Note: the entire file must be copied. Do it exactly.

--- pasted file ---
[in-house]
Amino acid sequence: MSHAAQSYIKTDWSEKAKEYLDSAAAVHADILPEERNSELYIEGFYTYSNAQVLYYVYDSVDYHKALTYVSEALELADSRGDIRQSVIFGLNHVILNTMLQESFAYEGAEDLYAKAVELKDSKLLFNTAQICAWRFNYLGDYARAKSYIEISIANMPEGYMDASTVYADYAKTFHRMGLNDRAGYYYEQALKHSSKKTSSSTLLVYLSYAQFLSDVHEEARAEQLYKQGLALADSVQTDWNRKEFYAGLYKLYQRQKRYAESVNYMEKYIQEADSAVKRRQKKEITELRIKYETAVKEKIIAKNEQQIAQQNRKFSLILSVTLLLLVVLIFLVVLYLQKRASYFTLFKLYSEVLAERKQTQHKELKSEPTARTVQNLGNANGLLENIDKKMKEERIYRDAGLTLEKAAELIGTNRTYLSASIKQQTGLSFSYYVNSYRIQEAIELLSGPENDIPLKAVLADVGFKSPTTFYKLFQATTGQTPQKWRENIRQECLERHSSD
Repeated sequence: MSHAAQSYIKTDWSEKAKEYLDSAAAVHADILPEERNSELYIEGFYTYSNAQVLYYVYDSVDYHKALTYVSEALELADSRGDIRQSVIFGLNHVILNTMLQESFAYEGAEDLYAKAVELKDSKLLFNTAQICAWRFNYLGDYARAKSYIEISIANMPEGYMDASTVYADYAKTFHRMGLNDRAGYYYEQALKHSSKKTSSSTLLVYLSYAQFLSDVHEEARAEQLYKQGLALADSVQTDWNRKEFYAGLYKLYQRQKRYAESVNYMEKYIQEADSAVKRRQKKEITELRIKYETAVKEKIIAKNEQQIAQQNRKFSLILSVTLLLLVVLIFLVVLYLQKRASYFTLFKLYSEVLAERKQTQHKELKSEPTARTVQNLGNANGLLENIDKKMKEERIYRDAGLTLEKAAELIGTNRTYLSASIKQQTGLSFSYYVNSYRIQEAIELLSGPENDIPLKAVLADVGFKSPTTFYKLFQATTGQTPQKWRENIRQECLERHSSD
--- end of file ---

[in-house]
Amino acid sequence: MSHAAQSYIKTDWSEKAKEYLDSAAAVHADILPEERNSELYIEGFYTYSNAQVLYYVYDSVDYHKALTYVSEALELADSRGDIRQSVIFGLNHVILNTMLQESFAYEGAEDLYAKAVELKDSKLLFNTAQICAWRFNYLGDYARAKSYIEISIANMPEGYMDASTVYADYAKTFHRMGLNDRAGYYYEQALKHSSKKTSSSTLLVYLSYAQFLSDVHEEARAEQLYKQGLALADSVQTDWNRKEFYAGLYKLYQRQKRYAESVNYMEKYIQEADSAVKRRQKKEITELRIKYETAVKEKIIAKNEQQIAQQNRKFSLILSVTLLLLVVLIFLVVLYLQKRASYFTLFKLYSEVLAERKQTQHKELKSEPTARTVQNLGNANGLLENIDKKMKEERIYRDAGLTLEKAAELIGTNRTYLSASIKQQTGLSFSYYVNSYRIQEAIELLSGPENDIPLKAVLADVGFKSPTTFYKLFQATTGQTPQKWRENIRQECLERHSSD
Repeated sequence: MSHAAQSYIKTDWSEKAKEYLDSAAAVHADILPEERNSELYIEGFYTYSNAQVLYYVYDSVDYHKALTYVSEALELADSRGDIRQSVIFGLNHVILNTMLQESFAYEGAEDLYAKAVELKDSKLLFNTAQICAWRFNYLGDYARAKSYIEISIANMPEGYMDASTVYADYAKTFHRMGLNDRAGYYYEQALKHSSKKTSSSTLLVYLSYAQFLSDVHEEARAEQLYKQGLALADSVQTDWNRKEFYAGLYKLYQRQKRYAESVNYMEKYIQEADSAVKRRQKKEITELRIKYETAVKEKIIAKNEQQIAQQNRKFSLILSVTLLLLVVLIFLVVLYLQKRASYFTLFKLYSEVLAERKQTQHKELKSEPTARTVQNLGNANGLLENIDKKMKEERIYRDAGLTLEKAAELIGTNRTYLSASIKQQTGLSFSYYVNSYRIQEAIELLSGPENDIPLKAVLADVGFKSPTTFYKLFQATTGQTPQKWRENIRQECLERHSSD